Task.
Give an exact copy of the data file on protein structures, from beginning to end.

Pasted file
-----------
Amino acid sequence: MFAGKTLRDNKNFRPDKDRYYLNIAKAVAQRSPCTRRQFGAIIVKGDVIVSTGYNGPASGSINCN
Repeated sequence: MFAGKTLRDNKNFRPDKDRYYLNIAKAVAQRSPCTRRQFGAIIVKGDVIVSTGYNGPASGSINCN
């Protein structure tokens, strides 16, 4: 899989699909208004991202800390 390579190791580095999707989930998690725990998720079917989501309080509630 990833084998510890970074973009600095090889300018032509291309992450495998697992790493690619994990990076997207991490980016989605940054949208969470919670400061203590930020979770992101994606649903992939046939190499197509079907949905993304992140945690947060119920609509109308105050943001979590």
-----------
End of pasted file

Amino acid sequence: MFAGKTLRDNKNFRPDKDRYYLNIAKAVAQRSPCTRRQFGAIIVKGDVIVSTGYNGPASGSINCN
Repeated sequence: MFAGKTLRDNKNFRPDKDRYYLNIAKAVAQRSPCTRRQFGAIIVKGDVIVSTGYNGPASGSINCN
């Protein structure tokens, strides 16, 4: 899989699909208004991202800390 390579190791580095999707989930998690725990998720079917989501309080509630 990833084998510890970074973009600095090889300018032509291309992450495998697992790493690619994990990076997207991490980016989605940054949208969470919670400061203590930020979770992101994606649903992939046939190499197509079907949905993304992140945690947060119920609509109308105050943001979590």